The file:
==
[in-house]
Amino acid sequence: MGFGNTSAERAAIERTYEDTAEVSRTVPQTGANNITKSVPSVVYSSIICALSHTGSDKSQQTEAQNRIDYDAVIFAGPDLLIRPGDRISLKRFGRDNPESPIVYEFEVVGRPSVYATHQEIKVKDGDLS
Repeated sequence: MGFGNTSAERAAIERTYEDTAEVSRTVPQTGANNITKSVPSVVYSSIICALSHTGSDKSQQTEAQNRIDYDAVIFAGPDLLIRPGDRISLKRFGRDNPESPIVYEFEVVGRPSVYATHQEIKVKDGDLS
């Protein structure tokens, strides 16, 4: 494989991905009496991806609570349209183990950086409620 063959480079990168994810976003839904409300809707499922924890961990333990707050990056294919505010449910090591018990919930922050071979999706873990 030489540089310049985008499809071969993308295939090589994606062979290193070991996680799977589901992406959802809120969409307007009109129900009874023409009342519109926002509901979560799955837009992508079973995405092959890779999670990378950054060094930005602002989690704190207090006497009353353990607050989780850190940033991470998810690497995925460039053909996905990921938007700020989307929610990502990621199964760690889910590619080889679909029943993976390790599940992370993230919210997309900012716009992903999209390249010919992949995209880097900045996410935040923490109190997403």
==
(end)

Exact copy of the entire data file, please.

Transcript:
[in-house]
Amino acid sequence: MGFGNTSAERAAIERTYEDTAEVSRTVPQTGANNITKSVPSVVYSSIICALSHTGSDKSQQTEAQNRIDYDAVIFAGPDLLIRPGDRISLKRFGRDNPESPIVYEFEVVGRPSVYATHQEIKVKDGDLS
Repeated sequence: MGFGNTSAERAAIERTYEDTAEVSRTVPQTGANNITKSVPSVVYSSIICALSHTGSDKSQQTEAQNRIDYDAVIFAGPDLLIRPGDRISLKRFGRDNPESPIVYEFEVVGRPSVYATHQEIKVKDGDLS
């Protein structure tokens, strides 16, 4: 494989991905009496991806609570349209183990950086409620 063959480079990168994810976003839904409300809707499922924890961990333990707050990056294919505010449910090591018990919930922050071979999706873990 030489540089310049985008499809071969993308295939090589994606062979290193070991996680799977589901992406959802809120969409307007009109129900009874023409009342519109926002509901979560799955837009992508079973995405092959890779999670990378950054060094930005602002989690704190207090006497009353353990607050989780850190940033991470998810690497995925460039053909996905990921938007700020989307929610990502990621199964760690889910590619080889679909029943993976390790599940992370993230919210997309900012716009992903999209390249010919992949995209880097900045996410935040923490109190997403």